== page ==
This archived news story is available only for your personal, non-commercial use. Information in the story may be outdated or superseded by additional information. Reading or replaying the story in its archived form does not constitute a republication of the story.
SALT LAKE CITY -- Studies by the World Health Organization have estimated that more than 1.2 million lives are lost due to road accidents every year.
Google wants to change that.
Since 2010, the company has been working on an autonomous vehicle, or "self-driving" car. Led by Google engineer Sebastian Thrun, the team has consisted of some of the most reputable engineers from around the world gathered from relevant industries.
Many of the engineers arrived from the DARPA Challenges, a series of autonomous vehicle races organized by the U.S. government. Such engineers included Chris Urmson, technical team leader of the 2007 Urban Challenge winning CMU team, and software lead Mike Montemerlo, who led the Stanford team to a win in the 2005 Grand Challenge.
The vehicle has been tested extensively, having amassed over 200,000 miles of computer-led driving so far. However, Google says that the vehicle still has a long way to go before we can expect to see it at a dealership.
A post to Google's blog said that "there's much left to design and test, but we've now safely completed more than 200,000 miles of computer-led driving, gathering great experiences and an overwhelming number of enthusiastic supporters."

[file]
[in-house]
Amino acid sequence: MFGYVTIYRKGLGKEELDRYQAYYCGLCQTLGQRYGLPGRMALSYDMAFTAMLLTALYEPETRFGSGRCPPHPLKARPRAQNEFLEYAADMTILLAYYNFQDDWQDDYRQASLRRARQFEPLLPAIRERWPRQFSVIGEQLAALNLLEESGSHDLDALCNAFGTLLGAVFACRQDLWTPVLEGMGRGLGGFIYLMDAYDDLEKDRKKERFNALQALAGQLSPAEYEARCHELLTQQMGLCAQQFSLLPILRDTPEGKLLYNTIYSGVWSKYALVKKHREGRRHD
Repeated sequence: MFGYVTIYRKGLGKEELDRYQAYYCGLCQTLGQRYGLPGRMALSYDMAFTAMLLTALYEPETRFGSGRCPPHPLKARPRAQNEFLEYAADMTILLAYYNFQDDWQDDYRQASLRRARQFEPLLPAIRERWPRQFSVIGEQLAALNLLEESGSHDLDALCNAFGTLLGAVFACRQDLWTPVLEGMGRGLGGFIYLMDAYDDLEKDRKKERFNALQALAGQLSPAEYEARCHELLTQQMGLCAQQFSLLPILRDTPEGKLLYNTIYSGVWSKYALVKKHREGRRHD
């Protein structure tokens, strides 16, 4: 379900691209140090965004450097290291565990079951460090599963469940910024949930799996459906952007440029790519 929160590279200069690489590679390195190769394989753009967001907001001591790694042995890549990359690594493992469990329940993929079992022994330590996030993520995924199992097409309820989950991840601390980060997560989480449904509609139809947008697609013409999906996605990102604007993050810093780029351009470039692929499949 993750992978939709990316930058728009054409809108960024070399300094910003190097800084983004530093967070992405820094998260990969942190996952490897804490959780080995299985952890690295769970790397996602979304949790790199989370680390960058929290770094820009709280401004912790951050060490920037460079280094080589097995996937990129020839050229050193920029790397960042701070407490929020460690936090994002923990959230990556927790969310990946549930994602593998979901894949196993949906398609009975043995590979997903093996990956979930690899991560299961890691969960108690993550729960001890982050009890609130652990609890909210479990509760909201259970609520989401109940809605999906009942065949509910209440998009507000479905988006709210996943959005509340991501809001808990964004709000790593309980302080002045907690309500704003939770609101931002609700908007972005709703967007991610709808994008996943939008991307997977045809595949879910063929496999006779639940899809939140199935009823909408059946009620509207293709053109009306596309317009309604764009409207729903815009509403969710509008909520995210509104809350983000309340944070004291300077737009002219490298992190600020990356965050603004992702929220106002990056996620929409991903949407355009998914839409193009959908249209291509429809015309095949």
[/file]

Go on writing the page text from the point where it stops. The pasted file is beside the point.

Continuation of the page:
The video shows Steve Mahan, a legally blind man invited by Google to participate in a drive along a specially programmed route. Google employees and safety techs join Steve as they make a trip to Taco Bell and pick up Steve's dry cleaning before heading back home - all without Steve ever touching the wheel.
"We organized this test as a technical experiment," read the post, "but we think it's also a promising look at what autonomous technology may one day deliver if rigorous technology and safety standards can be met."
The self-driving car works using a combination of pre-programmed maps, radar, lasers, and cameras. Cameras and lasers mounted on the car read traffic signals and detect the presence of other vehicles, persons and objects on and around the road. Imagine combining a self-aware GPS with the back-up camera on your SUV, then multiply that by real-time laser grid displays and perpetual image retention. Then exponentially incorporate the power of Google.
"Before any route is driven using our automated technology, we first drive the roads ourselves using equipment - such as cameras, laser sensors and radar - that helps us create a detailed digital map of all of the features of the road," said Jay Nancarrow, a spokesperson for Google. "By mapping things like lane markers and traffic signs, the software in the car becomes familiar with the environment and its characteristics in advance."
"While this project is very much in the experimental stage, it provides a glimpse of what transportation might look like in the future thanks to advanced computer science. And that future is very exciting."
Safety was and remains a primary concern for Google as these tests are performed. Each road test was performed in a controlled environment, and a human operator was always present behind the wheel, prepared for a technical malfunction, along with a trained operator monitoring the software from the passenger's seat - both of which can be seen in the video riding along with Steve.
"We've always been optimistic about technology's ability to advance society, which is why we have pushed so hard to improve the capabilities of self-driving cars beyond where they are today," Google wrote in its official blog back in 2010. "While this project is very much in the experimental stage, it provides a glimpse of what transportation might look like in the future, thanks to advanced computer science. And that future is very exciting."